The structure of buildings in icons is the clearest indication of inverse geometry. In Western art the buildings in paintings get smaller in the picture the farther away the structure is--or tile floors, or walls or what have you. The icon reverses this; buildings grow larger the farther away they are. I already mentioned that the "vanishing point" in an icon is the human heart (or soul), the viewer in front of the icon. Going in the other direction, into the icon, the geometry tells us that the lines of perspective going out from the icon will never meet in a vanishing point--they proceed into infinity. Well, behind the icon, beyond the impenetrable solid background, lies the realm of the Holy Trinity. Of course the infinity behind the icon is appropriate for the Holy Trinity, since, lo and behold, God is infinite Being! So the icon has the psychological effect of placing infinity in its proper place, with God. In short, the big "thing" with icons is God. Western art--well, in my opinion, one needs to be very careful with Western religious art. The lines to infinity run out of the front of the picture, past the viewer, making the big "thing" the viewer and beyond that, the world. To sum up, the icon tells the truth about the cosmos, since it makes God the biggest thing in the universe. Western art--well, you get the idea. The revolution in art with the Renaissance and that whole era produced wonderful decorative art, even into the modern age. But the turn in religious art from the iconic image to naturalistic forms carries with it the grave danger of humanizing religious art rather than keeping the focus on God. The philosophical turn to humanism and away from God-centered societies has resulted in our somewhat dismal modern situation; I greatly fear that the repercussions in art has done some similar damage to theology.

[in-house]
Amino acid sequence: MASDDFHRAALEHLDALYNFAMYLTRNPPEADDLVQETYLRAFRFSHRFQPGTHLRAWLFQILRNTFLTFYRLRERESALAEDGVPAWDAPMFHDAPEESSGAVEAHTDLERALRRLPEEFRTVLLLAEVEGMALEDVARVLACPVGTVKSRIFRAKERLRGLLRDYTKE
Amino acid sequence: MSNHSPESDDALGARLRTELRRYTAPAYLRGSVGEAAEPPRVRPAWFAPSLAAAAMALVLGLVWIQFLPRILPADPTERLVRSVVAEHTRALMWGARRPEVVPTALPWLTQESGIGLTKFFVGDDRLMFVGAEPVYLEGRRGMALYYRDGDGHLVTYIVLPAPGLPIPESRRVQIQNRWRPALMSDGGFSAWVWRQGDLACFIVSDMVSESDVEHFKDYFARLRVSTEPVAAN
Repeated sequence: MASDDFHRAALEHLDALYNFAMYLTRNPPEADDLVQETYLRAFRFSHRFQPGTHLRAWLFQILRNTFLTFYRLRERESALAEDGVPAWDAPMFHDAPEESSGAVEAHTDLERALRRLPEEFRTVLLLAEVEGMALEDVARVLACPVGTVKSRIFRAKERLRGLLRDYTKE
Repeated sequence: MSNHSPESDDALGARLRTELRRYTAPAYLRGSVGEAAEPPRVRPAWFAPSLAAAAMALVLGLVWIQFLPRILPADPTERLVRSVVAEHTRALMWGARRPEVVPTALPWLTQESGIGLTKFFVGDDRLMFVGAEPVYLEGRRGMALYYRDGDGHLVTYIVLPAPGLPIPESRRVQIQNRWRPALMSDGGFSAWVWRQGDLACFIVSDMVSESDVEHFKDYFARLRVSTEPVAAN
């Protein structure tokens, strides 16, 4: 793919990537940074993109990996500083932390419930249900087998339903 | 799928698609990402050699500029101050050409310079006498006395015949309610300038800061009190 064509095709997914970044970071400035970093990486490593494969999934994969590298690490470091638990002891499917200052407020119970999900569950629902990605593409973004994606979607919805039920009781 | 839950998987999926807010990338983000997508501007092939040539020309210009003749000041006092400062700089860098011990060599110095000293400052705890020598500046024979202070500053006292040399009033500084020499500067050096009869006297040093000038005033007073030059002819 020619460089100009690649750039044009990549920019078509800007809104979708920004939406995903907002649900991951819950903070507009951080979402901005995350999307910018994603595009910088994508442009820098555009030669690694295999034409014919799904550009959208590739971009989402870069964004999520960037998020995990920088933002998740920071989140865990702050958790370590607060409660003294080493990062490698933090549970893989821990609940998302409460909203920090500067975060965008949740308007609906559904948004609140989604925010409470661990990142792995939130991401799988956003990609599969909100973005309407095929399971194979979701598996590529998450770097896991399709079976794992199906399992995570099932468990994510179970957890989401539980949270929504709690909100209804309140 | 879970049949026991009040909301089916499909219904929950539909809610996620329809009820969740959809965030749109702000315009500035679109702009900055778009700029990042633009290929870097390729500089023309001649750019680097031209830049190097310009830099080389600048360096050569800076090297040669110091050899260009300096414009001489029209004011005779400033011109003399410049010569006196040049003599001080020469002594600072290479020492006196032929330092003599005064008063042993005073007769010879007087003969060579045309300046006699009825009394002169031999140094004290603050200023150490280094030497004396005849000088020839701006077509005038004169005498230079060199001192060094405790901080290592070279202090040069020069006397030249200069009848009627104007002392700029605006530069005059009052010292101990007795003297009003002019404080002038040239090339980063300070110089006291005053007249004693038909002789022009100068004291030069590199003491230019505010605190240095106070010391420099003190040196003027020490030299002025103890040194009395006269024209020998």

OK, I warned you! I have blathered on and on once again. I apologize to all you long-suffering forum members! May everyone have a happy, holy, blessed New Year!

Re: Evolution of Russian Iconography [Re: AncientTruth] #414537 01/16/16 07:28 PM
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OK, MariaCatherine, one more little tidbit: the Trinitarian nature of the icon! Behind the icon is the realm of the infinite God, the inner life of the Holy Trinity or, if you will, the realm of the Father. The face of the icon is the realm of the Son since the icon depicts revealed truth in form and color, just as Jesus Christ revealed Divine Truth. That leaves the world in front of the icon, the "lance" or the "sword" formed by the geometry coming out of the icon, as the realm of the Holy Spirit, sent from the Father, through the Son, to be active in the lives of Christians in the world. Oops--did I just perhaps reveal something of my thoughts on the "filioque" controversy?